A twin-engine Cessna 335 crashed last Sunday about 10:40 a.m. local time as it approached Florida’s Palm Beach County Park/Lantana Airport. The 335 is an unpressurized version of Cessna’s once-popular Cessna 340.
The pilot was last heard on a common traffic advisory frequency indicating he was making his turn to base leg for landing on runway 16. A few seconds later, the airplane hit the ground a mile northeast of the airport and was destroyed by a post-crash fire that claimed the lives of the two people aboard, pilot Philip Castronova and his wife Mandy. Weather at the time of the accident was reported as good visibility with light winds from the southwest.
As if digging into the cause of the accident was not going to be tough enough for investigators since the aircraft most likely was not carrying a flight data recorder, nor would it have been required to under Part 91, but a reporter for the Palm Beach Post, Alexandra Seltzer, received a tip from an unnamed pilot about the status of Castronova’s pilot certificate. Following the lead, Steltzer learned that Philip Castronova’s did not hold a valid pilot certificate. In fact, the FAA reported Castronova’s certificate had been revoked in September 1997, for making fraudulent or intentionally false statements on his application for a medical certificate.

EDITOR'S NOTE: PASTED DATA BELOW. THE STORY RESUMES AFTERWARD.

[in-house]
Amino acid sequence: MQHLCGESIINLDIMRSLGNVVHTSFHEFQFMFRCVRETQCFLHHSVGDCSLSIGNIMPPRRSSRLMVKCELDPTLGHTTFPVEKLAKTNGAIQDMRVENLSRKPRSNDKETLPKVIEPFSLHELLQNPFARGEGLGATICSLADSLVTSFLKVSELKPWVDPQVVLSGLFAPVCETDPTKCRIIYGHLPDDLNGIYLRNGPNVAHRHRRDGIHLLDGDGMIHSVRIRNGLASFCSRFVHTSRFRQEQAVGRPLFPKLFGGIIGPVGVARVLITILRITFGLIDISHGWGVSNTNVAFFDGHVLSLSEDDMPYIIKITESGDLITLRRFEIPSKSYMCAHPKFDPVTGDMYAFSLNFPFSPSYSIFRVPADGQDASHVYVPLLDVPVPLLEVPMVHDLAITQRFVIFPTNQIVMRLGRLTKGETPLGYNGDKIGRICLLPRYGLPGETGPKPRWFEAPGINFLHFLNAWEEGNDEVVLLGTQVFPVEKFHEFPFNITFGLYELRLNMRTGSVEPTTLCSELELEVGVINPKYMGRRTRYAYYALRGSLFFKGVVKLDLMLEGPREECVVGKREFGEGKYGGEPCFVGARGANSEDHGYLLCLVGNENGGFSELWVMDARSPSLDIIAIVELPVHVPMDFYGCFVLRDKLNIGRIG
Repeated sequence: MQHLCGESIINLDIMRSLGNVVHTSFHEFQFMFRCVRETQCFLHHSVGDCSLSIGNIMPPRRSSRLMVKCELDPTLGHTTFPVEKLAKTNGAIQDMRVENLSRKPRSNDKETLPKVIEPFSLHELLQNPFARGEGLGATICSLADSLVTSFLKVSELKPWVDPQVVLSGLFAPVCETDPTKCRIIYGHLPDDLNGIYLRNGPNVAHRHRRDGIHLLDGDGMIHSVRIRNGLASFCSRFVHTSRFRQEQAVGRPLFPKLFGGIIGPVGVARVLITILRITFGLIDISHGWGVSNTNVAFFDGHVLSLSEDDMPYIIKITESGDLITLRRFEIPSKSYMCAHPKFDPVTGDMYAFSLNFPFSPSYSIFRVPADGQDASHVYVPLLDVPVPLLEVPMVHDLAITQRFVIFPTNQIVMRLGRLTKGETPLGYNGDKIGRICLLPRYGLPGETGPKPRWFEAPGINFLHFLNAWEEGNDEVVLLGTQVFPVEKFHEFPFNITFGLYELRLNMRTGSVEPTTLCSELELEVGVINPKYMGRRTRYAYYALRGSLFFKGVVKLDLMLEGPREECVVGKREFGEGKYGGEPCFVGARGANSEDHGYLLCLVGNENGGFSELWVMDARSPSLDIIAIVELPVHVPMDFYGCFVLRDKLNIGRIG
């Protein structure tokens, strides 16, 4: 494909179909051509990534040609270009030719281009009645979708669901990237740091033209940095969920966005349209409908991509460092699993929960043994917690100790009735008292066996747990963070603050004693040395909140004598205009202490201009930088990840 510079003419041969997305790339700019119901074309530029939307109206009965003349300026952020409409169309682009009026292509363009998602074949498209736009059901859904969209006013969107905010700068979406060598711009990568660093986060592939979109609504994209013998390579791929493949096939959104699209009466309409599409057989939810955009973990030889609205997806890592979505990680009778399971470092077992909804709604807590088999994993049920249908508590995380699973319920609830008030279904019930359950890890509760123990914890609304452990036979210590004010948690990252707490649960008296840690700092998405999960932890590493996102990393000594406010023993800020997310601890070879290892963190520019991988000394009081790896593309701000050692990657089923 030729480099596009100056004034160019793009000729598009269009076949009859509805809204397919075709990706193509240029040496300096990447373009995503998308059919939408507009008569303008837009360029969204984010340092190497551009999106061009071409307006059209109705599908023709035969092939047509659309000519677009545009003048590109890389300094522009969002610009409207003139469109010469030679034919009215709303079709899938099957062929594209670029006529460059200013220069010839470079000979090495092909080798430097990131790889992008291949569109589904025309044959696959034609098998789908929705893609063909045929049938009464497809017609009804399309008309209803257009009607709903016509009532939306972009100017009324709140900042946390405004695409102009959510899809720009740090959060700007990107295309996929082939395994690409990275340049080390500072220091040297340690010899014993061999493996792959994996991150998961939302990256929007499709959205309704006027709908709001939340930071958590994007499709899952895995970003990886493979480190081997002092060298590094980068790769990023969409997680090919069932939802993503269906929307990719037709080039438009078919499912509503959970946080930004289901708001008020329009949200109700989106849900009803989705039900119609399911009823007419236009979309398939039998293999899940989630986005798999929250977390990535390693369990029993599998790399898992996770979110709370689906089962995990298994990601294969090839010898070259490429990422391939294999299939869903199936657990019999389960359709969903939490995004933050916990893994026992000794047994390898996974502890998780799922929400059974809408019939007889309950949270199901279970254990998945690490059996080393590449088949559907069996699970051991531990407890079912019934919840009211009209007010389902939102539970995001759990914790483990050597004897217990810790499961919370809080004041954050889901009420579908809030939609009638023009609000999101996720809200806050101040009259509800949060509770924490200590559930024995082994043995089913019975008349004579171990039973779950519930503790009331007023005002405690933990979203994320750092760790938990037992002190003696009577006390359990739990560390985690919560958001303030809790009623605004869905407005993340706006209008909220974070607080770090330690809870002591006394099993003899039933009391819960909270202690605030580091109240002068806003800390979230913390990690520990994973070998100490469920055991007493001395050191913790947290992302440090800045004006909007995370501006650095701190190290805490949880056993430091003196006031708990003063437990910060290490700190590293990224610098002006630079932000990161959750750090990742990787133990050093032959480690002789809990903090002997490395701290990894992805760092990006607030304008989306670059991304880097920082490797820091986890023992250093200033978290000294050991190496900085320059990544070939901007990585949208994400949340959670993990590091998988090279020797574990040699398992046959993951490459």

The Post reporter also learned that, “Just months before, the FAA had suspended his license for 180 days for a variety of violations, including flying in poor weather without the proper credentials and not having a current medical certificate. He also didn’t give his certificate to an FAA inspector when requested, didn’t listen to air traffic controllers and operated his plane in a careless or reckless manner, records show.” FAA records seem to indicate that Castronova never attempted to get his pilot certificate or medical back after the 1997 revocation. His wife also did not hold a pilot certificate of any kind.
The final data point recorded for the accident on Flight Aware indicated the aircraft was 400 feet above the ground flying at 117 knots, but with a vertical descent rate of nearly 1,000 fpm.